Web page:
To unite the muscular fibres to cannot rise in any good proportion. each other, cellular substance is made When the spade is used, the ground use of, of which also membranes, is open; and the overplus water sinks blood vessels, great part of the sto- beneath the roots, which retain sufficimach and intestines, and of almost ent moisture for the use of vegetation, every soft part of the body, is formed. and the roots can, in the loose earth,

The muscles are not very sensible. expand in all directions, and thus But the body is surrounded by a very grow to perfection. sensible membrane, the skin ; exceed- Why is Drill Sowing preferable to ingly full of nerves, sent from it to the the Broadcast ?—Reply. By the Drill brain ; which give notice to the mind, all the seed is regularly covered with when any thing destructive to the a proper quantity of soil, and is kept body approaches.

in a proper state of preservation for Fat also is placed by way of cushion, growth. By the Broadcast, a part where motion is great; and is used to lies at the top, and is taken up by the fill up interstices, and make the sur- birds, or otherwise destroyed; another face of the body smooth and beau- part is but thinly covered, and is tiful.

thrown out by the frost, and lost or The support of the body is effected washed bare by the rains; another by a bag, the stomach, forming several part is trodden low by the feet of the sorts of food into a nutritious fluid. horses when harrowing, and cannot This fluid is taken up by absorbing rise; so that from these causes a convessels, opening into the appendages siderable part is actually lost. of the stomach, the intestines. These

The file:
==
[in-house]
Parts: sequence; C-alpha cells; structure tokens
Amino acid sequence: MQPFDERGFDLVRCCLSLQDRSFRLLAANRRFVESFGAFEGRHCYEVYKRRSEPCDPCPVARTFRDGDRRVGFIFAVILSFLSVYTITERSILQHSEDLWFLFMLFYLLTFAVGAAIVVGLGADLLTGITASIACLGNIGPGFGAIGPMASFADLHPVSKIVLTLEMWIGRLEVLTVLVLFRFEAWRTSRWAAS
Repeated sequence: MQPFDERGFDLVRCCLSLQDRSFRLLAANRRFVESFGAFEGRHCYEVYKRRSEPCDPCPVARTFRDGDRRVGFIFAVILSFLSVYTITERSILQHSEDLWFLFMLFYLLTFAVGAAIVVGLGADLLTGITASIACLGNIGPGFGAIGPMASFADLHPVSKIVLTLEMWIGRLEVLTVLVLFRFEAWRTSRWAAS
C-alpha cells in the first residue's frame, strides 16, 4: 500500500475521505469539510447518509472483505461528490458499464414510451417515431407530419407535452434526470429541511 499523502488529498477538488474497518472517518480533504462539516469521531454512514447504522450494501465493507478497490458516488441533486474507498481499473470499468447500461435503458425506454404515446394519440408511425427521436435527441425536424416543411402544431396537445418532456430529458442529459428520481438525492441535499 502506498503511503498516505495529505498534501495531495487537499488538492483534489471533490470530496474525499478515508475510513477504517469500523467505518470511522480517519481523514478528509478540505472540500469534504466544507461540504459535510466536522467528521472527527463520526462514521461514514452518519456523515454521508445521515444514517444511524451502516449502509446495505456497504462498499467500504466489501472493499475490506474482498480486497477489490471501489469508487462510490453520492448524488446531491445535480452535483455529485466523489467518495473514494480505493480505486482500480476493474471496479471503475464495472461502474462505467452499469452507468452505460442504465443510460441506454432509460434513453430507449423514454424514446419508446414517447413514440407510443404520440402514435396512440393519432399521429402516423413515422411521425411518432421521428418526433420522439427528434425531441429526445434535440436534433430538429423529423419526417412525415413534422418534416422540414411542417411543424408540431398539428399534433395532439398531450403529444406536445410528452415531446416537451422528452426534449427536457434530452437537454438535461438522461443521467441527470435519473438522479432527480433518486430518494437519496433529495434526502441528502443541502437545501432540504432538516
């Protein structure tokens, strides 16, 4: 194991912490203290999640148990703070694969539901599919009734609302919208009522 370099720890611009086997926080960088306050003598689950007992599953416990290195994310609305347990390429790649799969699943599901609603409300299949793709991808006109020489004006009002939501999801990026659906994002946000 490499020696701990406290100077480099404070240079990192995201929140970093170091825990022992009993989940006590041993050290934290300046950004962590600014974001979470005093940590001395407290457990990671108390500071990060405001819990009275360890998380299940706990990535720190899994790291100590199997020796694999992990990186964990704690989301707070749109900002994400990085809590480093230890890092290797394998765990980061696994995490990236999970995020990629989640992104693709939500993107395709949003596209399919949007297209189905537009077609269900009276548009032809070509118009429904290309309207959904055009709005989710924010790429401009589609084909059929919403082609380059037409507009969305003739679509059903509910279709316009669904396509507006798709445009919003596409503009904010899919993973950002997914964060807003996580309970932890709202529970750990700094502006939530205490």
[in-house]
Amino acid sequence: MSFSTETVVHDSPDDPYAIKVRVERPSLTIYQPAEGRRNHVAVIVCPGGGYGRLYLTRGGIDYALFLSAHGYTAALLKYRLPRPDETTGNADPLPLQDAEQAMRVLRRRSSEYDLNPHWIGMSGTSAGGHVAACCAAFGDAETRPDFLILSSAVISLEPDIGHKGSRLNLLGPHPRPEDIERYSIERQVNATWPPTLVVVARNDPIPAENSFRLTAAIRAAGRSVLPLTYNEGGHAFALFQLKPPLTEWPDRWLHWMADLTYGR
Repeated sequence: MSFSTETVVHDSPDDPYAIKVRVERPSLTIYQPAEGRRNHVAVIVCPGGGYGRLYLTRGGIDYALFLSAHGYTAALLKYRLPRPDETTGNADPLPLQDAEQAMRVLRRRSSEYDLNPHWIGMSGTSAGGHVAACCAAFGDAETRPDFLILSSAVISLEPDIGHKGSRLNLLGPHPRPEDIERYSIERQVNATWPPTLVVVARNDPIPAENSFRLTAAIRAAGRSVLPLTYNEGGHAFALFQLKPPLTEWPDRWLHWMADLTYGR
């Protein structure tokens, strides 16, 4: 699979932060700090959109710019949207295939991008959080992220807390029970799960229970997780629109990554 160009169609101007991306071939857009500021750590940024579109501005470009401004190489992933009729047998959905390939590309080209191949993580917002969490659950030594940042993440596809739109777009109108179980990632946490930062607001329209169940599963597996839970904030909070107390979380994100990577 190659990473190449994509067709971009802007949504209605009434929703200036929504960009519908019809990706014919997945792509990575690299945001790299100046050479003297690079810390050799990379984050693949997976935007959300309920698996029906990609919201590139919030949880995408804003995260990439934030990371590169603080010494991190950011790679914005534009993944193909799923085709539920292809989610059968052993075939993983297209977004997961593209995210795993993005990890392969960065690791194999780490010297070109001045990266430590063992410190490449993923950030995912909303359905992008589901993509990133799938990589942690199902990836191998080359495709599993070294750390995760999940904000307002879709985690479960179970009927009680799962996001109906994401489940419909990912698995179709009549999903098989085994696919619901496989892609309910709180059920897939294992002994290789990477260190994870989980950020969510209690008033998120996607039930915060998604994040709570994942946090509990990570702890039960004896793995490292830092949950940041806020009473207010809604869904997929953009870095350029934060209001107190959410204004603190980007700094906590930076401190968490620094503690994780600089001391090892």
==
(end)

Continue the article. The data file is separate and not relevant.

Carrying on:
Agricultural Hint. It is now well absorbents meet those coming from known, that plants not only draw every other part of the body, and all through their leaves some part of their joining together, pour their fluid into nourishment from the air, but the the blood, as it is returning to the leaves also perform the necessary heart,

work of altering the water received The heart sends it through arteries in at the roots, into the nature and to the lungs, where it is submitted to juices of the plant; and hence it is, the action of the air. Veins return it that the life of the plants depends so from the lungs to the other side of the immediately on their leaves. The heart, which sends it through arteries husbandman often suffers for want of to every part of the body: from this knowledge. A crop of saintfoin every part of the body veins receive is a very valuable thing, and its root it, and carry it back towards the heart, being perennial, will yield him inbeing joined in their way by the supply crease many years ; but it is often defrom the intestinal absorbents, toge- stroyed, at first, by suffering it to be ther with the fluid of the other absorb- indiscreetly fed upon by the sheep, ents of the body. The heart sends it which eating up all the leaves, the again to the lungs, to be again per- roots remain without the means of a fected.

supply of air, and the whole plant